Archaeological park Mediana, declared an immovable cultural asset of exceptional importance, is located halfway from the center of Niš to Niš Spa. Tourists can see the remains of a Roman settlement built during Emperor Constantine's the Great and the sons' reign, from the end of the 3rd and beginning of the 4th century.
This Roman settlement, made up of a complex of summer residences such as urban villas and a large farm by the road leading to Serdica and Constantinople, was also a temporary residence of Roman emperors, a summer house for rest, enjoyment, and treatment with thermal spa waters, decorated with mosaics, gardens, and sculptures. Among the researched buildings, the following stand out: a villa with a peristyle, baths, a wine cellar, a palace with an octagonal tower, two early Christian churches, and a necropolis.
Mediana represents proof of the wealth and glory of the Roman city - Naissus.
What you can see!
Walking down the corridors of Villa Mediana, you will feel proud of being here. The imperial villa is eye-catching, ornamented with frescoes and mosaics. Especially remarkable are marble sculptures God of Water and mosaic Medusa, decorative columns, heated baths-thermae, and water supply system - aqueduct. Also preserved are mosaic floors which cover the peristyle porch and the audience hall, in the shape of a hexagon and a fountain in the middle with a lid pipe.
Edict of Milan
In ancient times Niš was a cultural, economic, and military seat and the birthplace of Constantine the Great (27th February 272 ad - 22nd May 337 ad). During his reign, he issued the Edict of Milan in 313, which made Christianity equal to other religions of the Roman Empire.
Excavated artifacts on Mediana
Mediana was a very pious Christian community. As evidence, two Early Christian churches were excavated here, the first one in 2000 and the second one in 2007, close to the first one. The belief is that both churches had built around 378.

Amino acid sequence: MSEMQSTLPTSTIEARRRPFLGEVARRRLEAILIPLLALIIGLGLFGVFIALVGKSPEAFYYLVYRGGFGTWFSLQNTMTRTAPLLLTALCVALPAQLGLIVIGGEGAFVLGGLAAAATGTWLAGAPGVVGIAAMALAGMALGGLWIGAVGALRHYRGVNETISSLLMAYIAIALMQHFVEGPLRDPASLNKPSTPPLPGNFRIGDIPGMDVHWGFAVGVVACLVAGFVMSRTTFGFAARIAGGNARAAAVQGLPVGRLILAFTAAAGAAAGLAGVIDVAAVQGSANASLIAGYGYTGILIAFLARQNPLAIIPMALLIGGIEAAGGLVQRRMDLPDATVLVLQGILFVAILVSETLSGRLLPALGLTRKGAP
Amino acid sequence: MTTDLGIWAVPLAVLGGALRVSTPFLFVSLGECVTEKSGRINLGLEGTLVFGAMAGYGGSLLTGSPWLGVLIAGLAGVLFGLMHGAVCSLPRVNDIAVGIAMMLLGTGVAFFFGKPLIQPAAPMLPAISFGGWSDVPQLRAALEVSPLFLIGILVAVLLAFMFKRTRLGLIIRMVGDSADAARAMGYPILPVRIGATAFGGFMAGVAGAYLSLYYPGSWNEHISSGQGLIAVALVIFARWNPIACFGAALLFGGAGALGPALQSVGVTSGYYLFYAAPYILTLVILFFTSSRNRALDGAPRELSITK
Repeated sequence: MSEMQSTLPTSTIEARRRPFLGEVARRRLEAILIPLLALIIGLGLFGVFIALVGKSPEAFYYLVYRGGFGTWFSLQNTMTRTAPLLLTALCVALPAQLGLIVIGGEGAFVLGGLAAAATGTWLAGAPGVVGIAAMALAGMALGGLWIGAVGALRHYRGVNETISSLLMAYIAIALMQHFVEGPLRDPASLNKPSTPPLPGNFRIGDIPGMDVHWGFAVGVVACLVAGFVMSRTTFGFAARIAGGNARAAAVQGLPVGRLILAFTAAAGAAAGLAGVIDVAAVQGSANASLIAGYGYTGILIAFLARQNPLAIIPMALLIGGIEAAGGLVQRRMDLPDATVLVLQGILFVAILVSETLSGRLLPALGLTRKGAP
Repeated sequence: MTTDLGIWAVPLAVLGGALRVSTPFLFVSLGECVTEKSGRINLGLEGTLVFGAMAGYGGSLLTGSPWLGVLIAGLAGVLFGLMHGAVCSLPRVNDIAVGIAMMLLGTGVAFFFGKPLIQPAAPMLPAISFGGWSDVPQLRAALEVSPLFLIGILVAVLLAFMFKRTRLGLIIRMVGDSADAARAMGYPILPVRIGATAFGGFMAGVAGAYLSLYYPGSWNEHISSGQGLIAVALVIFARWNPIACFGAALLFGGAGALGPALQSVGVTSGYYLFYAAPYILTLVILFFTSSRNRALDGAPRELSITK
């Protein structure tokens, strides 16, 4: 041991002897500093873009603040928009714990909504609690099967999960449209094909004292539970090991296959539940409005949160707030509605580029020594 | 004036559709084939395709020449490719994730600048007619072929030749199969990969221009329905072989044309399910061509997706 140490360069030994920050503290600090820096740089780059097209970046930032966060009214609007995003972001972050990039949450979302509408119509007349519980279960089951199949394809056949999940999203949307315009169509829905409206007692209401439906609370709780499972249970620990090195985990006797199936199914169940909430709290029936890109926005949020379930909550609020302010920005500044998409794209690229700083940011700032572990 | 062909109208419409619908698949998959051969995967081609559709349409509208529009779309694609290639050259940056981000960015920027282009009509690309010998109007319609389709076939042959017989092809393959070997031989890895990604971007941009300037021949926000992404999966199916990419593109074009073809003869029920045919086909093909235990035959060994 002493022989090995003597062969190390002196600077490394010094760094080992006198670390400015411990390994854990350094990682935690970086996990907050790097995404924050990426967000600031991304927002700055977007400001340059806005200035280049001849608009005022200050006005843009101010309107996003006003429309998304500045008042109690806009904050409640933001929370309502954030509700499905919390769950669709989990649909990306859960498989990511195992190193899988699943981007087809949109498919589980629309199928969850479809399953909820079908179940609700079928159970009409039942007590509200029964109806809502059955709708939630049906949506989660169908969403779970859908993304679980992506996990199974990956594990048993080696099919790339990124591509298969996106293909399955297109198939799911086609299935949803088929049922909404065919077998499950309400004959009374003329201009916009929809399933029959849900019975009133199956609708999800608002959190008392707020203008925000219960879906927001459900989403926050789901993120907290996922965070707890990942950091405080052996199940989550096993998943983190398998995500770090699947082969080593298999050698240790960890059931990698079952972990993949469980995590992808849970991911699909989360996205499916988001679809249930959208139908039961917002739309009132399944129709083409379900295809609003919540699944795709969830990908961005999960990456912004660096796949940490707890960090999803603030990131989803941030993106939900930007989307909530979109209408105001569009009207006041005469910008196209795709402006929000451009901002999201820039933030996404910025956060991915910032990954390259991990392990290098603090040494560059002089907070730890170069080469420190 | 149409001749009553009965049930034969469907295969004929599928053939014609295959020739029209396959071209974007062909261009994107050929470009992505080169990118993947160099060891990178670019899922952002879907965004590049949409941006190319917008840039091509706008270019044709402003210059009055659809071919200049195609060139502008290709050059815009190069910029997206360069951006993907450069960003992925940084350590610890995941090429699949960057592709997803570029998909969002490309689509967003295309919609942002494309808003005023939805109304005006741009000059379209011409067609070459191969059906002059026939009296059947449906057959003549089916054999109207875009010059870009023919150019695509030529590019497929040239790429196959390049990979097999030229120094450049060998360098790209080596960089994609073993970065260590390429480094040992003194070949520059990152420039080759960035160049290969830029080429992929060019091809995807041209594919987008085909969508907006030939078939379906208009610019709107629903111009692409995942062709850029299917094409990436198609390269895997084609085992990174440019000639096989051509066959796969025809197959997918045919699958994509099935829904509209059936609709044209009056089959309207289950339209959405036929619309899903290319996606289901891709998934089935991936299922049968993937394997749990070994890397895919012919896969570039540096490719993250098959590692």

Among other excavated items here, stands out Christ's monogram and a bronze ring with a cross. If you would like to understand and find out more about Roman time, we suggest certainly visiting the archaeological hall of the National Museum of Niš.
Who else used the imperial residence Mediana!
Several other emperors also used Mediana after the death of Constantine the Great in 337 AD. It was a place of rest, either on their journeys or during preparations for the war. Constantine's sons, Constantius II and Constans stayed in Naissus in the winter of 340, for they signed the edict. Later on, Constans used it as a temporary residence. According to historical writers, Naissus was the birthplace of another Roman emperor – Constantius III, husband of Galla Placidia, father of Valentinian III.
Imperial Villa Mediana was also a site where emperors Valentinian and Valens met to divide the Roman Empire in 364 AD and then rule as co-emperors. Valentinian was determined to be co-emperor of the west with his headquarter in Milan, and Valens was co-emperor of the east with his headquarter in Constantinople.
The city of Naissus was abounded and devastated during the Attila's hordes in 442.
The National Museum of Niš
The National Museum of Niš has 40,000 items, from collections of archeology, numismatics and epigraphy, history, literary heritage, and ethnology. The museum includes buildings, an Archaeological hall, Mediana, Skull Tower, The Gallery Sinagoga, Memorial hall 12th February - the concentration camp from the Second world war, and the literary legacy of Stevan Sremac, a famous writer, and Branko Miljković, a poet.
At the museum, tourists can see the most significant artifacts found in Mediana.
The National Museum is located downtown, just behind Shopping Center Kalča. Across the museum is Restaurant Stambolijski where you can enjoy tasty, newage Balkan meals in a relaxing ambiance with traditional motifs in the interior and a garden.
The National Museum of Niš should be on your map of must-see landmarks.